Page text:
There seemed to be many citizens both young and old who suddenly discovered or developed all kinds of aches and pains and hurried off to their surgery now they had a Doctor at their disposal. No appointment was necessary in those days. They sat in a queue and waited until it was their turn to go in. This could be for as long as two hours or more.
Many of them went home with a little round box of pills or a bottle of medicine to be taken three times a day. On reflection, you have to wonder how many of these cases were actually genuine. Obviously some were. A person diagnosed as having ME today would probably have been told they were ‘run down’ and needed to get away for a few days holiday. Anyone suffering from depression or any of today’s other common maladys might well have been treated in the same way.
Our Health Service has changed a lot over the years and just some of the reasons are given here why it has had to struggle to maintain such high standards. We hear complaints, often from those with high expectations and we sometimes hear words of praise but from the vast majority who are satisfied we hear nothing. Every day the NHS has to face new challenges which is what those three hundred thousand represent. Unfortunately, it is probably the tip of an iceberg. We are unlikely to see much improvement in these figures unless our society changes and finds a way to remove the stress being experienced by many of our youngsters. If nothing is done can we expect anxiety and depression, which is on the increase, to lead to more drug and alcohol abuse?
Is it possible that the problems for some of the half a million under 35’s who are too ill to work started during their school-days? There have always been a small number of citizens whose only trade was knowing how to ‘swing the lead’ and be absent when there was work to be done. No doubt there always will be! At times it must be extremely difficult for a Doctor or anyone else to detect these individuals. Especially today when so much emphasis is put on Health and Safety and Human Rights making professional people far more vulnerable than they used to be. However, we have to accept that the vast majority of that half million on benefit are genuine.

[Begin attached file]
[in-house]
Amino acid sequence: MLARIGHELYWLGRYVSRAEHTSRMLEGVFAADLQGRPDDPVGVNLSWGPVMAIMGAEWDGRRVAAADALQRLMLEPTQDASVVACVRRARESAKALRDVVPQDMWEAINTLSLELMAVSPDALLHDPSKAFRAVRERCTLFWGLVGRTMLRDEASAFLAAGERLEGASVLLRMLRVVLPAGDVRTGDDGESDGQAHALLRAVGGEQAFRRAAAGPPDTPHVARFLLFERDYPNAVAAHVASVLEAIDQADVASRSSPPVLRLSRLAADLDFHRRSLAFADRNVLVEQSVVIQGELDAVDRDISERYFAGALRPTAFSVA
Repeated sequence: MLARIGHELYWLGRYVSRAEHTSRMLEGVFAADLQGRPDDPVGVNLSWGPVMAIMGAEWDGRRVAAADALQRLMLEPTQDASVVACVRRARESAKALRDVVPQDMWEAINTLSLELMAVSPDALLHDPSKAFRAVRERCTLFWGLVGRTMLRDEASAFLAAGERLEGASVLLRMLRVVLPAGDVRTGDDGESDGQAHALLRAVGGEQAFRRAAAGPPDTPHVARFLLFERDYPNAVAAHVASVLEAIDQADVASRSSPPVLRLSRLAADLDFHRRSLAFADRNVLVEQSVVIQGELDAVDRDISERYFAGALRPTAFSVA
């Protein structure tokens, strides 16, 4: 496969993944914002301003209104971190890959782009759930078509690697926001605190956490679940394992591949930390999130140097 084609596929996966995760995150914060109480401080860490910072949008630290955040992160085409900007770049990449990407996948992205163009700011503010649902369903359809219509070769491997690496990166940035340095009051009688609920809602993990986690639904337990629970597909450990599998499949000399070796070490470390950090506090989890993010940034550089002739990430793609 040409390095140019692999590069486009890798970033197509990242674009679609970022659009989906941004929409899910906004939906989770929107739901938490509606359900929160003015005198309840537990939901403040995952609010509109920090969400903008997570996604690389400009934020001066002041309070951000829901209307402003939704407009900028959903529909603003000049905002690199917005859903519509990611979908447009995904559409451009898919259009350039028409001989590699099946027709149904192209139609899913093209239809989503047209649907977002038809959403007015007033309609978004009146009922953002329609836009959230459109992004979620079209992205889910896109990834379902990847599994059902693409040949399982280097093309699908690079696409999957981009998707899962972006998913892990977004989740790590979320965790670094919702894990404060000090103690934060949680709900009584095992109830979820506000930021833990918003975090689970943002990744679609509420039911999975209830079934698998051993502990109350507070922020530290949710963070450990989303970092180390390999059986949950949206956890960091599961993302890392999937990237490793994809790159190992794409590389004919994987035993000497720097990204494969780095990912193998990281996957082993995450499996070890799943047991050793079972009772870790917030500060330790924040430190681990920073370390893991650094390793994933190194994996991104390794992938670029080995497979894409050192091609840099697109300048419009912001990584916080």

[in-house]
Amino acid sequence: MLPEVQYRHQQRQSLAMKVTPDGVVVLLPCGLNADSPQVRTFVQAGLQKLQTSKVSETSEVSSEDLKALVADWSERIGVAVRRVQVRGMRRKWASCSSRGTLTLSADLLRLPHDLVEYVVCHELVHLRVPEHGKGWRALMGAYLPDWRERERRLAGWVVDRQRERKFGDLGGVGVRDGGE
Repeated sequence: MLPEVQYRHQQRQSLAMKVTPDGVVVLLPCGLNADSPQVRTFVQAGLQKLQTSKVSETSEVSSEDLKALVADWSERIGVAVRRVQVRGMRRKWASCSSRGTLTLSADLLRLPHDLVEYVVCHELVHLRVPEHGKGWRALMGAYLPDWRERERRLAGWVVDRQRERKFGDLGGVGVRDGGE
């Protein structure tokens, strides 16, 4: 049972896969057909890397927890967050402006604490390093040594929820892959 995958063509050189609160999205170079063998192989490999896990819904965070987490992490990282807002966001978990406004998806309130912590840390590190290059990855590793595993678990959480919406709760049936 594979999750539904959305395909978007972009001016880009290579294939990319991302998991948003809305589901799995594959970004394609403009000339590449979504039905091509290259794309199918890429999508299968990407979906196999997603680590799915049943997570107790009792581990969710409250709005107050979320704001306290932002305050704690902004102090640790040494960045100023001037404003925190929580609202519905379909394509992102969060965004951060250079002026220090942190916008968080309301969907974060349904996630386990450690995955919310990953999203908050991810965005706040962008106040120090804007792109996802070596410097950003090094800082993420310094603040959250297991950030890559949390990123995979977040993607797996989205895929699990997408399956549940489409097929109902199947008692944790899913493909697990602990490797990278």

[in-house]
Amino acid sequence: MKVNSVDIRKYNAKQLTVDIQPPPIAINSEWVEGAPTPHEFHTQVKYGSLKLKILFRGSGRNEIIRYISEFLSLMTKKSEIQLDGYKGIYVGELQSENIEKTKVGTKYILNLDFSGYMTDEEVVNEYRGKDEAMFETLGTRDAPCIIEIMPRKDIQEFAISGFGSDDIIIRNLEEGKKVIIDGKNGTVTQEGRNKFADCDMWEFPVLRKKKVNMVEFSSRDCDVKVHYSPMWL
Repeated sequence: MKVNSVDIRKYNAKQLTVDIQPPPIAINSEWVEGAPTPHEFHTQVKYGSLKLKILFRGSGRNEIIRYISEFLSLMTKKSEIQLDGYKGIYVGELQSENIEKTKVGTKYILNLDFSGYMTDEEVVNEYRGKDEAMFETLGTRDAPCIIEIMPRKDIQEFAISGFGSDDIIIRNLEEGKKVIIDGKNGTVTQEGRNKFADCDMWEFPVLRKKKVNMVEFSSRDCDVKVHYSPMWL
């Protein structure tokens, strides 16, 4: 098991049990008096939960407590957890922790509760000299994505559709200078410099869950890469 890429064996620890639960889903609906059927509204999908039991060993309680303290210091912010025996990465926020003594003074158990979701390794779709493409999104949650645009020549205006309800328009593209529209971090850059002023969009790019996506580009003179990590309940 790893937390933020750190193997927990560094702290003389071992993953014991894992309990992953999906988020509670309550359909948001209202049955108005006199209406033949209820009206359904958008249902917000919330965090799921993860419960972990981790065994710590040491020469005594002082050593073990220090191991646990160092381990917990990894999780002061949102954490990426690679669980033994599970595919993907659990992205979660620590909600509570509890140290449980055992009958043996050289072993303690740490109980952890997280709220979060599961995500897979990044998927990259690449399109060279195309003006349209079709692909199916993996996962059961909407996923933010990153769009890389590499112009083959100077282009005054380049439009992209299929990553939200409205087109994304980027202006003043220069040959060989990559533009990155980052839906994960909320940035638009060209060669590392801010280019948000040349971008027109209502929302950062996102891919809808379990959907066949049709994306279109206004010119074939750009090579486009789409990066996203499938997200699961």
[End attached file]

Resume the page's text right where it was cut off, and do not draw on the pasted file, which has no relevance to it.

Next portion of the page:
The way we live has changed dramatically in recent years and many people find it difficult to cope as they try to adjust to keep up with the new ways and ever increasing temptation to have everything that’s on offer. Some of this is due to advertising and the media but mostly it is down to the ongoing rapid advances still being made in the various fields of Technology. These inevitably have an affect on everything about us and the NHS is probably affected as much as anyone.
What a pity this progress can’t stand still for a few years to give us all time to catch up! In the meantime perhaps we could all just stop for a moment, look around and start to appreciate all that we have instead of worrying about what we are entitled to and think we ought to have. Unlike the media, let us assume a glass to be half full rather than half empty. Then I am sure the outlook will soon appear to be much brighter.
valley lad – [FORTY-TWO]